Adventist Development and Relief Agency‘s (ADRA) emergency response team is working in Manila and in the province of Bohol to provide food, emergency relief and medical aid to those in need. They have launched an emergency appeal that you can supportonline or by phone at 1-800-424-2372.

The International Rescue Committee (IRC) has dispatched an emergency team to Manila and launched a $10 million appeal in order to ensure immediate needs like safe water, hygiene and sanitation are met. If you would like to contribute to their efforts, clickhere.

Operation Blessing International (OBI) has deployed disaster relief teams in multiple locations following the massive devastation from Typhoon Haiyan. The organization is providing clean water and food, emergency shelter materials and medical assistance. To help the charity’s mission, you can make a contribution on their website.

Food and water

The World Food Programme was already providing emergency food assistance in the Philippines following the October earthquake. With these emergency food stocks stretched thin, they’re now mobilizing additional supplies and are flying in 40 tons of fortified biscuits in the coming days. Additional food supplies are needed. You can help these efforts by donating online or by calling 1-202-747-0722 domestically or +39-06-65131 for international calls.

Samaritan’s Purse has sent disaster relief specialists, including water and nutrition experts, to the Philippines to deliver immediate aid. They have launched the Philippines Emergency Relief fund for this disaster, which you can support online or by phone at 1-828-262-1980.

World Vision is responding in the Philippines by first providing emergency food and clean water. They will also work to create child-friendly spaces and help families rebuild from this disaster. They have launched a Philippines Disaster Response Fund that you can support online or by calling 1-888-511-6443.

Action Against Hunger is on the ground providing drinking water and survival kits containing buckets, soap and chlorine tablets. They’re also working to distribute sanitation equipment to prevent outbreaks of waterborne diseases. They’re requesting assistance and you can help by donating online or by calling 1-877-777-1420.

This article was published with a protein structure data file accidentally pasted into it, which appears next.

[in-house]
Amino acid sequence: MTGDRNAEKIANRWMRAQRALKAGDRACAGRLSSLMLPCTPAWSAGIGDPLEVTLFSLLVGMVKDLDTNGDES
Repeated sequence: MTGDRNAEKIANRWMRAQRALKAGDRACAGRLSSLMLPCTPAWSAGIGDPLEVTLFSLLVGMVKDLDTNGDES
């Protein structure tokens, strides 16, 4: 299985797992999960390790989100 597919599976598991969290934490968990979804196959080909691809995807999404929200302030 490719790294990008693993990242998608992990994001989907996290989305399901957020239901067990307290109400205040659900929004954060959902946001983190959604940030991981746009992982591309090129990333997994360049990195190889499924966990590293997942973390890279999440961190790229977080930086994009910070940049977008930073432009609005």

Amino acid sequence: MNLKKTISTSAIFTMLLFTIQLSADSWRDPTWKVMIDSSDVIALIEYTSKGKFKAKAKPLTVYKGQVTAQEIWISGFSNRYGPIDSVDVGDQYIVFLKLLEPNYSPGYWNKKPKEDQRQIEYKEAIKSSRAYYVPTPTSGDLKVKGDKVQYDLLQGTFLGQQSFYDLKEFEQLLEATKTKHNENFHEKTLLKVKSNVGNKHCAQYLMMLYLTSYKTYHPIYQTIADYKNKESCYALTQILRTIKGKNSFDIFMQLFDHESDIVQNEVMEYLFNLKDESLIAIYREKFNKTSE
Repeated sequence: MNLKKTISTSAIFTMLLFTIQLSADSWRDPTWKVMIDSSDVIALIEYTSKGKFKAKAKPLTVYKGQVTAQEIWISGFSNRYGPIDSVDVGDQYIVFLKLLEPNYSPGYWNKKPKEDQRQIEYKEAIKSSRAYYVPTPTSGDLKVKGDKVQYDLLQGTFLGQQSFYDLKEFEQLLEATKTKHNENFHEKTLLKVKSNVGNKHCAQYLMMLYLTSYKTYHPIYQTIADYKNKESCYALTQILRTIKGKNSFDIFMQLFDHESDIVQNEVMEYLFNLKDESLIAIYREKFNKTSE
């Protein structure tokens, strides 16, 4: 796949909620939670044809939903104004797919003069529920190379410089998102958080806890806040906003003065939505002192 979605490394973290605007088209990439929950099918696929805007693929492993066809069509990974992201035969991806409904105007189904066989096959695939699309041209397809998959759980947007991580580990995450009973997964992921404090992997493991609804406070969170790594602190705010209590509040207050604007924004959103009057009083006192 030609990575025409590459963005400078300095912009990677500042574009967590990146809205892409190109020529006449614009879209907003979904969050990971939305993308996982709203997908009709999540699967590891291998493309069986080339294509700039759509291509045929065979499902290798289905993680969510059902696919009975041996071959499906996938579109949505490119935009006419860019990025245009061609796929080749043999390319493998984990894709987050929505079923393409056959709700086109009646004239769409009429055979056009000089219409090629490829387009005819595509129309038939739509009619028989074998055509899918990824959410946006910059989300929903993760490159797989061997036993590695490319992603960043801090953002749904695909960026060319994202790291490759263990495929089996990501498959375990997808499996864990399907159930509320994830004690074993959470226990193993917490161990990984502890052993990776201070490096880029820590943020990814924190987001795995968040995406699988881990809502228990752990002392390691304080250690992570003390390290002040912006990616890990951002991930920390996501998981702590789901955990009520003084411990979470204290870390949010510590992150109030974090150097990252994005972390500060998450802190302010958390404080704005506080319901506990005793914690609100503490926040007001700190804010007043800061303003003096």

Half a million meals from Feed My Starving Children (FMSC) are being distributed to Typhoon Haiyan survivors. An additional 2.5 million meals have been requested by humanitarian organizations working in the region. To provide much needed food to people in the Philippines, you can donate to FMSC here.

Water Missions International is working to provide safe drinking water for those in need around Cebu, Philippines, one of the areas hardest hit by Typhoon Haiyan. They’re setting up water treatment systems and portable water chlorinators. Please donate online or call Water Missions International at 1-866-280-7107 if you would like to support their efforts.

Shelter

The UN Refugee Agency (UNHCR) is working with the Philippine government to establish safe cluster zones for those displaced in the typhoon-affected areas. They’re also distributing tents and housing essentials, including clothing, blankets and solar powered lanterns for over 16,000 displaced families. You can help the UNHCR with an online donation or by calling 1-202-296-5191 domestically or +41-22-739-8111 internationally.